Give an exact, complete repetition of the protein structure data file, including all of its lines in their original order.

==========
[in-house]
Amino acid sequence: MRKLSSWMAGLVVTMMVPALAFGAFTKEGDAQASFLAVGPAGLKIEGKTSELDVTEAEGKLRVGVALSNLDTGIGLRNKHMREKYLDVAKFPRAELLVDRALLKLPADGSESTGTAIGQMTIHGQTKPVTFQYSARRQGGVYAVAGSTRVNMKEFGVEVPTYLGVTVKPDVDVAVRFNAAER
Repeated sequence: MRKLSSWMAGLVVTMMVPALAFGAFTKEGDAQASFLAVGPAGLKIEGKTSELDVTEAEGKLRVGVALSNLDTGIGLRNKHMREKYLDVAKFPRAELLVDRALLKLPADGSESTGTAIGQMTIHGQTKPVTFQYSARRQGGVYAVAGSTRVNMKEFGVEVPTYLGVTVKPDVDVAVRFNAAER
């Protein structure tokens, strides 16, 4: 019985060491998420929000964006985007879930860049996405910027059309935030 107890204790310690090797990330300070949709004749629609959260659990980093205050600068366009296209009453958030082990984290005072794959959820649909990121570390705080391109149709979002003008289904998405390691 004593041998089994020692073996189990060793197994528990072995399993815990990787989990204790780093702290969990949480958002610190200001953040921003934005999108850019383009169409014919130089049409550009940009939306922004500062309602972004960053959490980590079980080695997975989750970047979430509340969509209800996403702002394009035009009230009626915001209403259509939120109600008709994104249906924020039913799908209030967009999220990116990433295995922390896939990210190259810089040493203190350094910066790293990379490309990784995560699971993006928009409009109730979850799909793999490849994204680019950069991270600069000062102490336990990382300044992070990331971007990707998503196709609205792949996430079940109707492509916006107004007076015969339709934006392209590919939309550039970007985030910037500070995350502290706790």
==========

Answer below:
[in-house]
Amino acid sequence: MRKLSSWMAGLVVTMMVPALAFGAFTKEGDAQASFLAVGPAGLKIEGKTSELDVTEAEGKLRVGVALSNLDTGIGLRNKHMREKYLDVAKFPRAELLVDRALLKLPADGSESTGTAIGQMTIHGQTKPVTFQYSARRQGGVYAVAGSTRVNMKEFGVEVPTYLGVTVKPDVDVAVRFNAAER
Repeated sequence: MRKLSSWMAGLVVTMMVPALAFGAFTKEGDAQASFLAVGPAGLKIEGKTSELDVTEAEGKLRVGVALSNLDTGIGLRNKHMREKYLDVAKFPRAELLVDRALLKLPADGSESTGTAIGQMTIHGQTKPVTFQYSARRQGGVYAVAGSTRVNMKEFGVEVPTYLGVTVKPDVDVAVRFNAAER
């Protein structure tokens, strides 16, 4: 019985060491998420929000964006985007879930860049996405910027059309935030 107890204790310690090797990330300070949709004749629609959260659990980093205050600068366009296209009453958030082990984290005072794959959820649909990121570390705080391109149709979002003008289904998405390691 004593041998089994020692073996189990060793197994528990072995399993815990990787989990204790780093702290969990949480958002610190200001953040921003934005999108850019383009169409014919130089049409550009940009939306922004500062309602972004960053959490980590079980080695997975989750970047979430509340969509209800996403702002394009035009009230009626915001209403259509939120109600008709994104249906924020039913799908209030967009999220990116990433295995922390896939990210190259810089040493203190350094910066790293990379490309990784995560699971993006928009409009109730979850799909793999490849994204680019950069991270600069000062102490336990990382300044992070990331971007990707998503196709609205792949996430079940109707492509916006107004007076015969339709934006392209590919939309550039970007985030910037500070995350502290706790």